When you see a good deal, take it! That’s the moral of this story.
Chris and I stumbled upon this exterior wood door at Habitat for Humanity earlier this summer for $20. At the time we were looking for a door for our laundry room (without a window) so we passed on this door. But I couldn’t stop thinking about it all day and then I had an epiphany – It wouldn’t work for our laundry room…but it WOULD work for our back door!
You see, our previous back door was a purchase we regretted. It’s a standard, metal, builder grade door with little to no character. It’s not bad…but it’s nothing worth talking about. The kicker is that it was really expensive, I think somewhere around $700 if I remember correctly. $700 for a door neither of us love feels like a LOT of money. I always wanted to replace it, but it felt so wasteful to buy another expensive door to take its place when it technically worked fine. But if I could work with a $20 old door?? That’s not wasteful, that’s resourceful!
10 minutes before the store closed, I told Chris we had to go back to get the door. Even if it was the wrong size, or for some reason wouldn’t work, it was worth the risk for $20. A very low stakes gamble.
Turns out it was a little too big for our existing back door opening, but Chris did some trimming and it fit perfectly after that! You can watch the cutting process here. Thank goodness it ended up fitting because I got attached to the “new” door quick.
It required a full refinishing job, and I’d love to show you everything I did to get this old door back to it’s former glory in case you happen to find an exterior wood door that you want to refinish too.
1. REMOVE THE OLD FINISH
The first order of business was to remove the existing varnish and paint on the door. One side was painted white and the other had a clear varnish. This door was clearly old so both finishes came off pretty easily for me with just a sander & 80 grit sandpaper. That being said, there were intricate trim pieces along the border of the window and the panel below that I couldn’t get with a sander.
For the parts that I couldn’t sand, I used this paint and varnish stripper and let me tell you….it worked like a charm. I’ve *never* had good luck with stripping agents but this was the first product I’ve used that actually worked! I applied the paste with a brush, the paint & varnish starting bubbling up within a minute, and after 15 minutes I scraped/brushed it off. It took a few coats to get down to bare wood.
I cleaned off the stripper with mineral spirits and water and once the door was dry, I power sanded the whole door with 220 grit sandpaper to smooth the wood.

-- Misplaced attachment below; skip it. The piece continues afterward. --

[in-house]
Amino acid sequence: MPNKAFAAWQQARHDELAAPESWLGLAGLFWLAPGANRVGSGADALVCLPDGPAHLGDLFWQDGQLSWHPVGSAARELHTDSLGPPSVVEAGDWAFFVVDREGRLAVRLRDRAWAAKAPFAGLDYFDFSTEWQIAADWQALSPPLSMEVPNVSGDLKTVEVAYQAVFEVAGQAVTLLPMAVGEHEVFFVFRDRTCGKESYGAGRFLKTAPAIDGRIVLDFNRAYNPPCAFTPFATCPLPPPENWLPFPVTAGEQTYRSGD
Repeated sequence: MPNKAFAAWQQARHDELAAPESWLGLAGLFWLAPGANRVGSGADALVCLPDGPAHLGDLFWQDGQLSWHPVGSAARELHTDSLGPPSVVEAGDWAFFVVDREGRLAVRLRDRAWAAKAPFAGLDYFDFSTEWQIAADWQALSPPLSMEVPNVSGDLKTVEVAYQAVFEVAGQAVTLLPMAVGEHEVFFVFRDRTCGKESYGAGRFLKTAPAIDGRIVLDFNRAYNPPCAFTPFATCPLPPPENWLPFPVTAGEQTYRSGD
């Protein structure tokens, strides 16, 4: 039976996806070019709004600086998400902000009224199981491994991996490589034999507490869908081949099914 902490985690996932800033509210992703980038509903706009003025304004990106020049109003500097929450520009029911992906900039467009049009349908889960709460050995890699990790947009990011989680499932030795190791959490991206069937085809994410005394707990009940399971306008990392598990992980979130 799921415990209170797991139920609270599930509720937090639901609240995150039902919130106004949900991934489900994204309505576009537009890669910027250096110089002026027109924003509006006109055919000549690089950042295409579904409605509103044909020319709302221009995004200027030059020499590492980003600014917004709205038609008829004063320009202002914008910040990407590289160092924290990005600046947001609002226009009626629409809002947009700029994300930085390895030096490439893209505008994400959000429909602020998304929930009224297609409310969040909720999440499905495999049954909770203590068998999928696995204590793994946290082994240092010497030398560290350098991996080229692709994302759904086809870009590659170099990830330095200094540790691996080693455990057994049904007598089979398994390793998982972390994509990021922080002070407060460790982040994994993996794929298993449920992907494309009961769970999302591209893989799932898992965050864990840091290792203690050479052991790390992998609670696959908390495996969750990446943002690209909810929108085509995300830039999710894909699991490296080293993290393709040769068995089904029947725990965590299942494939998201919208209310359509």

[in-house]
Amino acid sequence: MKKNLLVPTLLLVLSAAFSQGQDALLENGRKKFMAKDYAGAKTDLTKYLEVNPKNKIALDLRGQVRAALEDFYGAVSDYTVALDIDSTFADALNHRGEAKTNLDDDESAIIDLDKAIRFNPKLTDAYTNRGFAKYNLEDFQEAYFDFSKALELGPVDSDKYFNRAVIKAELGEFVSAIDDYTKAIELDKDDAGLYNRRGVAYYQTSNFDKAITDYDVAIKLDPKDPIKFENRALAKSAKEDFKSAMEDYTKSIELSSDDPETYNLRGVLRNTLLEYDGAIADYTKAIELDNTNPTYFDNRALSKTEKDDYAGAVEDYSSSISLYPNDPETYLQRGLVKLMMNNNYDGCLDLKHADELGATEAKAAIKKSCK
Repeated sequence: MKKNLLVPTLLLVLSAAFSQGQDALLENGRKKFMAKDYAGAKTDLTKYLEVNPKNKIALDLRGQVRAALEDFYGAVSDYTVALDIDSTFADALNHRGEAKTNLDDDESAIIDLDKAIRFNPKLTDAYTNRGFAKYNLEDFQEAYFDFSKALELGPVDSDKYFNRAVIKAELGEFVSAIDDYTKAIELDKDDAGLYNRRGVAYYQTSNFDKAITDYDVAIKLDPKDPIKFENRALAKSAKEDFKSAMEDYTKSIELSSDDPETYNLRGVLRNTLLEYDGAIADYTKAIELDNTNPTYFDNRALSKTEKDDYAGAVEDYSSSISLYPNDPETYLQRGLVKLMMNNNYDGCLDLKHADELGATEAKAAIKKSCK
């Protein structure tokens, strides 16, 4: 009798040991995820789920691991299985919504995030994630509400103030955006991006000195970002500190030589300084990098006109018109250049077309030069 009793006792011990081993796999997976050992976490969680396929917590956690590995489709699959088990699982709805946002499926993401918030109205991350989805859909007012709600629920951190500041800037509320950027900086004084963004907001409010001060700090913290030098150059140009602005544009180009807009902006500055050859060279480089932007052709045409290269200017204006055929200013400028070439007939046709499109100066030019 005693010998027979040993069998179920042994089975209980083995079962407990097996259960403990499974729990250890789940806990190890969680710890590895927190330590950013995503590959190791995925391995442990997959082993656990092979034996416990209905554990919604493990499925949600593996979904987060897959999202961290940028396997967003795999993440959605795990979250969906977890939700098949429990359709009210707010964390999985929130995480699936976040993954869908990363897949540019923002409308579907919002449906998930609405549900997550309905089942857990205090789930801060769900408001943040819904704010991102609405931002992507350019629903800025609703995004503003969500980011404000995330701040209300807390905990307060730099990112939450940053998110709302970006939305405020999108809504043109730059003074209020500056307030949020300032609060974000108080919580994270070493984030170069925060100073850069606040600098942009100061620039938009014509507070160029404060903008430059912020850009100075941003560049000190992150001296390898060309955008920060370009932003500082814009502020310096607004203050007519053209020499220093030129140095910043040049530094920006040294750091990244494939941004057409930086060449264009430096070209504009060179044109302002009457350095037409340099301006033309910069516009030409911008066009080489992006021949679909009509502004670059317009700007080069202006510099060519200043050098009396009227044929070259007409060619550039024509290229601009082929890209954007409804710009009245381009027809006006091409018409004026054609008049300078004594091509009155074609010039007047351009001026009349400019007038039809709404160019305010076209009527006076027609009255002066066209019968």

The hard part is over.
2. APPLY WOOD CONDITIONER
My door was made with soft wood, so I knew I needed to apply a wood conditioner before stain. Wood conditioner’s sole purpose is to keep the stain from absorbing unevenly and looking blotchy. This step may not be as necessary if your door is made with hard wood like oak, but it never hurts to apply it just to be safe. Once it’s on, you’ll need to stain within 2 hours so plan accordingly!
3. STAIN IT
I wanted my door to look as though it was original to home, complete with dings and imperfections. Our home has a cabin feel to it and a dark wood blends with that style so beautifully. To achieve a rich wood color that still highlights the age of the wood, I chose the stain color “Coffee” by Minwax. It’s a gel stain and unfortunately this color is really hard to find. (Dark Walnut by Minwax is similar)
4. APPLY AN OUTDOOR SAFE TOP COAT
The very last step of this process is probably the most important – the top coat. I used Helmsman Spar Urethane which is intended for outdoor use to protect wood from moisture, rain, sunlight, color fading, and temperature changes. I used this on our front door 6 years and it’s held up incredibly well. A minimum of three coats is necessary for the exterior side, and I chose to apply 2 coats for the interior.
To apply the finish, I used a foam brush. It’s a pretty easy product to work with as long as you don’t stop or take breaks mid application. It takes about 4-6 hours to dry, and once it did I gave the door a gentle sanding with a 220 grit sponge to smooth it out before I applied the next coat.
After you’ve applied 3 coats and let it dry for 24 hours, it’s ready for use!
I mean….who would ever think that door cost me just $20!?
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